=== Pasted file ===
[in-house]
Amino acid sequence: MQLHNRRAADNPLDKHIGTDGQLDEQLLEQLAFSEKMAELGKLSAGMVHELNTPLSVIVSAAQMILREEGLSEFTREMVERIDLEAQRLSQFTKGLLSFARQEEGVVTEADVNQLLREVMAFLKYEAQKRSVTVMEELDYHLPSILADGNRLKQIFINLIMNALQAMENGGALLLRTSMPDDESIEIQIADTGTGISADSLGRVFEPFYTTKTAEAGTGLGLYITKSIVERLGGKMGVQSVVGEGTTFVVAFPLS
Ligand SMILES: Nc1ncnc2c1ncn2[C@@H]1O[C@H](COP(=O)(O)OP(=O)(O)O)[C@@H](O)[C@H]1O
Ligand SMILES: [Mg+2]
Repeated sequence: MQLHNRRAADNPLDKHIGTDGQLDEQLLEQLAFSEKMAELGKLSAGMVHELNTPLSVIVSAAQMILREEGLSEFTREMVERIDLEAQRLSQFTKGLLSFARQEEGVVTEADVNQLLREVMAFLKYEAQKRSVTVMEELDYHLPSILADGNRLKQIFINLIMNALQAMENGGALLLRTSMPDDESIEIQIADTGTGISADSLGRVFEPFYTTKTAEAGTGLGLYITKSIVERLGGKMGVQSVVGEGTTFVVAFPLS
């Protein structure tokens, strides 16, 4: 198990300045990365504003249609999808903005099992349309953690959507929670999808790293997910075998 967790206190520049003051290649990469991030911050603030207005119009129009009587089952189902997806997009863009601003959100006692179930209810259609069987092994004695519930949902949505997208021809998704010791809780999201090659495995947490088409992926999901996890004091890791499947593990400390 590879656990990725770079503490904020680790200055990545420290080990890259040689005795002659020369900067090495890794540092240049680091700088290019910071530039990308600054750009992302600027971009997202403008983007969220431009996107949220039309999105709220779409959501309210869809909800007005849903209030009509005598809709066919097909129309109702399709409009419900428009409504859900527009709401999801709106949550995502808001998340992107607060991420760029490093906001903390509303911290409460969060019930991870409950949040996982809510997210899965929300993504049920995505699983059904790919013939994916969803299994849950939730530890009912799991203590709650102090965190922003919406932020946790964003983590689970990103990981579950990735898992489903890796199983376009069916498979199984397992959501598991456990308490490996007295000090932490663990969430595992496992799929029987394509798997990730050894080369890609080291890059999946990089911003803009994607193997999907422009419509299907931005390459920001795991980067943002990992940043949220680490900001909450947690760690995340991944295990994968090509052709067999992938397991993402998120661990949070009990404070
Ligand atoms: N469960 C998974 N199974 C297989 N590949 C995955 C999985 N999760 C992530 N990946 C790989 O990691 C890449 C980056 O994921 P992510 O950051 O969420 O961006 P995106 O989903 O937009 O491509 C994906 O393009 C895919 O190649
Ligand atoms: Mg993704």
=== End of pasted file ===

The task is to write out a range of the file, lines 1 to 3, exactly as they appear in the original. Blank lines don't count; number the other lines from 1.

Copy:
[in-house]
Amino acid sequence: MQLHNRRAADNPLDKHIGTDGQLDEQLLEQLAFSEKMAELGKLSAGMVHELNTPLSVIVSAAQMILREEGLSEFTREMVERIDLEAQRLSQFTKGLLSFARQEEGVVTEADVNQLLREVMAFLKYEAQKRSVTVMEELDYHLPSILADGNRLKQIFINLIMNALQAMENGGALLLRTSMPDDESIEIQIADTGTGISADSLGRVFEPFYTTKTAEAGTGLGLYITKSIVERLGGKMGVQSVVGEGTTFVVAFPLS
Ligand SMILES: Nc1ncnc2c1ncn2[C@@H]1O[C@H](COP(=O)(O)OP(=O)(O)O)[C@@H](O)[C@H]1O